Half Way Check In: Bookstr Team’s Greatest Reads So Far This Year

The Bookstr team made the impossible choice of choosing our favorite reads of the year so far! Read on to uncover these notable novels!

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Here at Bookstr, we take any chance we can get to gush over our favorite books. As we near the halfway point of 2024, I asked some of the team about their favorite reads from the first half of 2024. From fantasy favorites to riveting romances and beyond, get ready to fill your TBR with these note-worthy novels. 

Playground by Aron Beauregard

My favorite book of 2024 so far is Playground. When I started reading this year, Playground was the first horror/gore book I’ve read, and I absolutely fell in love with the genre! At first, my roommate dared me to read it because of how graphic it was, but when I began divulging in the book, I was fascinated by the story and how intense it was. An absolute and all-time favorite.

  • Alysea O’Brien, Editorial
Playground by Aron Beauregard
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A Court of Thorns & Roses by Sarah J. Maas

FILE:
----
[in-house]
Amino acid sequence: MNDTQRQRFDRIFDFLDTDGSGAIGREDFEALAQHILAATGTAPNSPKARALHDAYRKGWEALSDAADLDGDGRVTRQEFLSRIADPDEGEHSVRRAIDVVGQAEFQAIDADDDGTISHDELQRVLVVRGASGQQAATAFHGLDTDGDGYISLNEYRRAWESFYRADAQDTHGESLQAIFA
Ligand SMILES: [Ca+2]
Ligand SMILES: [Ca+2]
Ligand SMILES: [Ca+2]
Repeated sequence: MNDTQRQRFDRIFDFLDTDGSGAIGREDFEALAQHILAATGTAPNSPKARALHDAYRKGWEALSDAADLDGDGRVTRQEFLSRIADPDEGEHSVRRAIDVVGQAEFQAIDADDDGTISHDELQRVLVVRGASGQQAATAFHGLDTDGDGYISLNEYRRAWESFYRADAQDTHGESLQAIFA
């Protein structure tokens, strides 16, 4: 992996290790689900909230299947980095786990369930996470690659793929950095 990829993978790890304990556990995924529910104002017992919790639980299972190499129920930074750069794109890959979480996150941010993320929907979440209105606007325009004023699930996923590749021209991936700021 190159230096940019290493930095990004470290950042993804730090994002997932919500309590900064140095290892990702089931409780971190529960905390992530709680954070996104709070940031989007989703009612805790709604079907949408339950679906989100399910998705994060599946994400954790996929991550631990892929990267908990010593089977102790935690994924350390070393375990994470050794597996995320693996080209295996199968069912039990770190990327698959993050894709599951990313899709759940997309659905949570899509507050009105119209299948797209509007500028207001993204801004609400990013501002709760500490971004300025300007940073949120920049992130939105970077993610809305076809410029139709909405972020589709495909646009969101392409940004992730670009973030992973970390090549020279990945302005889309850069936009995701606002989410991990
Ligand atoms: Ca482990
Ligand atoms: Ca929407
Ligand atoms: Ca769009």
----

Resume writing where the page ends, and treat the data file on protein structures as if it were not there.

So far, my favorite book of 2024 is A Court of Thorns & Roses. I hit a heavy dry spell of both reading and writing for roughly 5-7 years, and it was this book that reignited my imagination, and I started writing again. I also encouraged a friend to start the series with me, so it’s like a mini book club between us. I always loved fantasy, horror, and dystopian genres. While this book certainly has fantasy covered, it is also introducing me to the romance genre. I’m enjoying it so much that now I’m starting to grow my own TBR collection and eager to buy more books before I even finish this one!

  • Talia Wall, Graphics
A Court of Thorns and Roses by Sarah J. Maas
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A House With Good Bones by T. Kingfisher